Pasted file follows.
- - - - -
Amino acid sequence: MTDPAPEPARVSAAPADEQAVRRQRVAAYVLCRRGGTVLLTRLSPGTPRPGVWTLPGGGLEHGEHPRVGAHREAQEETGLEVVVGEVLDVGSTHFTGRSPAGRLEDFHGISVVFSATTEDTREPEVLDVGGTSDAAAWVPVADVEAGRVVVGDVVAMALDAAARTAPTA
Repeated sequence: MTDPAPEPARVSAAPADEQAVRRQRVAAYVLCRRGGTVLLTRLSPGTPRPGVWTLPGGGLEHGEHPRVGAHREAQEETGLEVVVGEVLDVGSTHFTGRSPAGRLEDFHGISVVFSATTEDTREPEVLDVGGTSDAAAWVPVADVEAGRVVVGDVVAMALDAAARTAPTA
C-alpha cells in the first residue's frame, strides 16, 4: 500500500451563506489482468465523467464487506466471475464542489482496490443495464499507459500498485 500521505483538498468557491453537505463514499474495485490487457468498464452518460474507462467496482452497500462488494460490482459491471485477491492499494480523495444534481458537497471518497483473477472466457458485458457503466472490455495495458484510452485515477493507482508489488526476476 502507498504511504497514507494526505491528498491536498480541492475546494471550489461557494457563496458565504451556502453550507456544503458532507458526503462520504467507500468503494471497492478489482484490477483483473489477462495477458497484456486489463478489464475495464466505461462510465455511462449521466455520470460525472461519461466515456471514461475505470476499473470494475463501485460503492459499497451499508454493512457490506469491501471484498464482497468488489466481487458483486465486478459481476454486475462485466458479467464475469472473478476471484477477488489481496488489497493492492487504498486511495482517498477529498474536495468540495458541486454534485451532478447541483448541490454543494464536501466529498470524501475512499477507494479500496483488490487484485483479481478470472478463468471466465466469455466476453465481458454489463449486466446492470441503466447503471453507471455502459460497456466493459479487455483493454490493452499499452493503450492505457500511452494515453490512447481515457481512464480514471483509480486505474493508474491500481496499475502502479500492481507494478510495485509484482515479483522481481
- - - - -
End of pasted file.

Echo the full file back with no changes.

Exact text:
Amino acid sequence: MTDPAPEPARVSAAPADEQAVRRQRVAAYVLCRRGGTVLLTRLSPGTPRPGVWTLPGGGLEHGEHPRVGAHREAQEETGLEVVVGEVLDVGSTHFTGRSPAGRLEDFHGISVVFSATTEDTREPEVLDVGGTSDAAAWVPVADVEAGRVVVGDVVAMALDAAARTAPTA
Repeated sequence: MTDPAPEPARVSAAPADEQAVRRQRVAAYVLCRRGGTVLLTRLSPGTPRPGVWTLPGGGLEHGEHPRVGAHREAQEETGLEVVVGEVLDVGSTHFTGRSPAGRLEDFHGISVVFSATTEDTREPEVLDVGGTSDAAAWVPVADVEAGRVVVGDVVAMALDAAARTAPTA
C-alpha cells in the first residue's frame, strides 16, 4: 500500500451563506489482468465523467464487506466471475464542489482496490443495464499507459500498485 500521505483538498468557491453537505463514499474495485490487457468498464452518460474507462467496482452497500462488494460490482459491471485477491492499494480523495444534481458537497471518497483473477472466457458485458457503466472490455495495458484510452485515477493507482508489488526476476 502507498504511504497514507494526505491528498491536498480541492475546494471550489461557494457563496458565504451556502453550507456544503458532507458526503462520504467507500468503494471497492478489482484490477483483473489477462495477458497484456486489463478489464475495464466505461462510465455511462449521466455520470460525472461519461466515456471514461475505470476499473470494475463501485460503492459499497451499508454493512457490506469491501471484498464482497468488489466481487458483486465486478459481476454486475462485466458479467464475469472473478476471484477477488489481496488489497493492492487504498486511495482517498477529498474536495468540495458541486454534485451532478447541483448541490454543494464536501466529498470524501475512499477507494479500496483488490487484485483479481478470472478463468471466465466469455466476453465481458454489463449486466446492470441503466447503471453507471455502459460497456466493459479487455483493454490493452499499452493503450492505457500511452494515453490512447481515457481512464480514471483509480486505474493508474491500481496499475502502479500492481507494478510495485509484482515479483522481481